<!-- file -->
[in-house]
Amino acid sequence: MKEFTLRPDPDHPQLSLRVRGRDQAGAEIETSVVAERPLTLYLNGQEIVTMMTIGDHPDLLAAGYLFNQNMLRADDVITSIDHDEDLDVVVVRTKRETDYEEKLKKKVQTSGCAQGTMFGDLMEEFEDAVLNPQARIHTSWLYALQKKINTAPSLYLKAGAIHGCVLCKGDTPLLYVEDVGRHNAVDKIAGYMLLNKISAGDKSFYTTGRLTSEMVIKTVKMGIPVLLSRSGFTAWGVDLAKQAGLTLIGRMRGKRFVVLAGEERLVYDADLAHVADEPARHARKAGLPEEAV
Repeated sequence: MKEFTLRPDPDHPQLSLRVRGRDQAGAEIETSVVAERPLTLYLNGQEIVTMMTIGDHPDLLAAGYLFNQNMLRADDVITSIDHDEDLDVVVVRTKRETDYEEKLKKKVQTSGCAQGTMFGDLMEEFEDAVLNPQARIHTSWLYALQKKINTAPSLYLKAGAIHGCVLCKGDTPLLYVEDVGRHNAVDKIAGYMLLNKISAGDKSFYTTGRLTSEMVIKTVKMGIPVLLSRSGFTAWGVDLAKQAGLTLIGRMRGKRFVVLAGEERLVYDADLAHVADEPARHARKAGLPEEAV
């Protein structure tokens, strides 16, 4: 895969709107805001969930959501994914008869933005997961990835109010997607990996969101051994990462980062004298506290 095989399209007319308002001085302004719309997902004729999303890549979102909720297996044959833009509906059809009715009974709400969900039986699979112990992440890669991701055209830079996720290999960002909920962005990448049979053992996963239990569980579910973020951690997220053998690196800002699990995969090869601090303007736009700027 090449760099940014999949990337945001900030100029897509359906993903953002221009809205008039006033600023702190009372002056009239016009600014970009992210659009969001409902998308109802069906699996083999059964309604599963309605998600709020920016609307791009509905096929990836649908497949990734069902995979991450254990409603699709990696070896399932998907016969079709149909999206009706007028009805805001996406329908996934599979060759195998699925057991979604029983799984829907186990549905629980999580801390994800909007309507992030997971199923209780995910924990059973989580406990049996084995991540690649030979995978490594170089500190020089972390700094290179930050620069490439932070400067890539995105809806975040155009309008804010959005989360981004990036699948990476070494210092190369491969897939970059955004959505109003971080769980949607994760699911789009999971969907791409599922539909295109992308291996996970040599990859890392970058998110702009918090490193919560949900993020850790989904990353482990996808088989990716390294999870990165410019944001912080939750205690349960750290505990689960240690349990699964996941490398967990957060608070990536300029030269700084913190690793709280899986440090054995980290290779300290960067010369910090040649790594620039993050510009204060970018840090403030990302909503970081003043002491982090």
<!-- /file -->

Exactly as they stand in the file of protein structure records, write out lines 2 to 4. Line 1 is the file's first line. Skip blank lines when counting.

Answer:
Amino acid sequence: MKEFTLRPDPDHPQLSLRVRGRDQAGAEIETSVVAERPLTLYLNGQEIVTMMTIGDHPDLLAAGYLFNQNMLRADDVITSIDHDEDLDVVVVRTKRETDYEEKLKKKVQTSGCAQGTMFGDLMEEFEDAVLNPQARIHTSWLYALQKKINTAPSLYLKAGAIHGCVLCKGDTPLLYVEDVGRHNAVDKIAGYMLLNKISAGDKSFYTTGRLTSEMVIKTVKMGIPVLLSRSGFTAWGVDLAKQAGLTLIGRMRGKRFVVLAGEERLVYDADLAHVADEPARHARKAGLPEEAV
Repeated sequence: MKEFTLRPDPDHPQLSLRVRGRDQAGAEIETSVVAERPLTLYLNGQEIVTMMTIGDHPDLLAAGYLFNQNMLRADDVITSIDHDEDLDVVVVRTKRETDYEEKLKKKVQTSGCAQGTMFGDLMEEFEDAVLNPQARIHTSWLYALQKKINTAPSLYLKAGAIHGCVLCKGDTPLLYVEDVGRHNAVDKIAGYMLLNKISAGDKSFYTTGRLTSEMVIKTVKMGIPVLLSRSGFTAWGVDLAKQAGLTLIGRMRGKRFVVLAGEERLVYDADLAHVADEPARHARKAGLPEEAV
């Protein structure tokens, strides 16, 4: 895969709107805001969930959501994914008869933005997961990835109010997607990996969101051994990462980062004298506290 095989399209007319308002001085302004719309997902004729999303890549979102909720297996044959833009509906059809009715009974709400969900039986699979112990992440890669991701055209830079996720290999960002909920962005990448049979053992996963239990569980579910973020951690997220053998690196800002699990995969090869601090303007736009700027 090449760099940014999949990337945001900030100029897509359906993903953002221009809205008039006033600023702190009372002056009239016009600014970009992210659009969001409902998308109802069906699996083999059964309604599963309605998600709020920016609307791009509905096929990836649908497949990734069902995979991450254990409603699709990696070896399932998907016969079709149909999206009706007028009805805001996406329908996934599979060759195998699925057991979604029983799984829907186990549905629980999580801390994800909007309507992030997971199923209780995910924990059973989580406990049996084995991540690649030979995978490594170089500190020089972390700094290179930050620069490439932070400067890539995105809806975040155009309008804010959005989360981004990036699948990476070494210092190369491969897939970059955004959505109003971080769980949607994760699911789009999971969907791409599922539909295109992308291996996970040599990859890392970058998110702009918090490193919560949900993020850790989904990353482990996808088989990716390294999870990165410019944001912080939750205690349960750290505990689960240690349990699964996941490398967990957060608070990536300029030269700084913190690793709280899986440090054995980290290779300290960067010369910090040649790594620039993050510009204060970018840090403030990302909503970081003043002491982090």